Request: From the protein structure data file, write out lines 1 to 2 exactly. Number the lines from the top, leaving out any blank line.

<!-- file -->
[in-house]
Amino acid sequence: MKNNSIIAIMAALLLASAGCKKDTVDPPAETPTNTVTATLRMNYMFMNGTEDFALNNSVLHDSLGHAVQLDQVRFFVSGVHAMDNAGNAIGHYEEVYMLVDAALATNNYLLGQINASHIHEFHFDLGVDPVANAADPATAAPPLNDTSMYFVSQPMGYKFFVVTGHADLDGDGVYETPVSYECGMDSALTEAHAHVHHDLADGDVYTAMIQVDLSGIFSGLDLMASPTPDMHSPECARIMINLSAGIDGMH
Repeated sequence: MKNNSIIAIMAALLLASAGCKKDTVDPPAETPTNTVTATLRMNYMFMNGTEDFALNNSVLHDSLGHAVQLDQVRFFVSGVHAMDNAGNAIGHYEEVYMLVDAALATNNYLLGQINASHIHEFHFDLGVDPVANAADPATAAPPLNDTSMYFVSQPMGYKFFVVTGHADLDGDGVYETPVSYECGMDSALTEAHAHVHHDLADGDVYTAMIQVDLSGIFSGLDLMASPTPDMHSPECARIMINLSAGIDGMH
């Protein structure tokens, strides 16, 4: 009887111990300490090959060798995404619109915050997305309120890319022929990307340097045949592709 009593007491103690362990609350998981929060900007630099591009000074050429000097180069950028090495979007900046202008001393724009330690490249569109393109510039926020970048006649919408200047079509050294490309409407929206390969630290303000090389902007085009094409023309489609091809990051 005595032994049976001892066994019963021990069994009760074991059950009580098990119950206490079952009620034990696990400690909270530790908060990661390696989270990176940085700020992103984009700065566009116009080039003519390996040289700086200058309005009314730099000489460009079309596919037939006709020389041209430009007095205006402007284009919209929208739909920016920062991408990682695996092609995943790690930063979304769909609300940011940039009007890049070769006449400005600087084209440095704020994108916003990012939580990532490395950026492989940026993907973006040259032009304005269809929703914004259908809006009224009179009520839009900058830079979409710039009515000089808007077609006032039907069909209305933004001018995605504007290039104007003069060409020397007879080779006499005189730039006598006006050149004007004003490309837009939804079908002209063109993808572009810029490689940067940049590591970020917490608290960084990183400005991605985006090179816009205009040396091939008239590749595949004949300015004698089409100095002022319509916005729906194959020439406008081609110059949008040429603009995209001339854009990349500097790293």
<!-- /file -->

[in-house]
Amino acid sequence: MKNNSIIAIMAALLLASAGCKKDTVDPPAETPTNTVTATLRMNYMFMNGTEDFALNNSVLHDSLGHAVQLDQVRFFVSGVHAMDNAGNAIGHYEEVYMLVDAALATNNYLLGQINASHIHEFHFDLGVDPVANAADPATAAPPLNDTSMYFVSQPMGYKFFVVTGHADLDGDGVYETPVSYECGMDSALTEAHAHVHHDLADGDVYTAMIQVDLSGIFSGLDLMASPTPDMHSPECARIMINLSAGIDGMH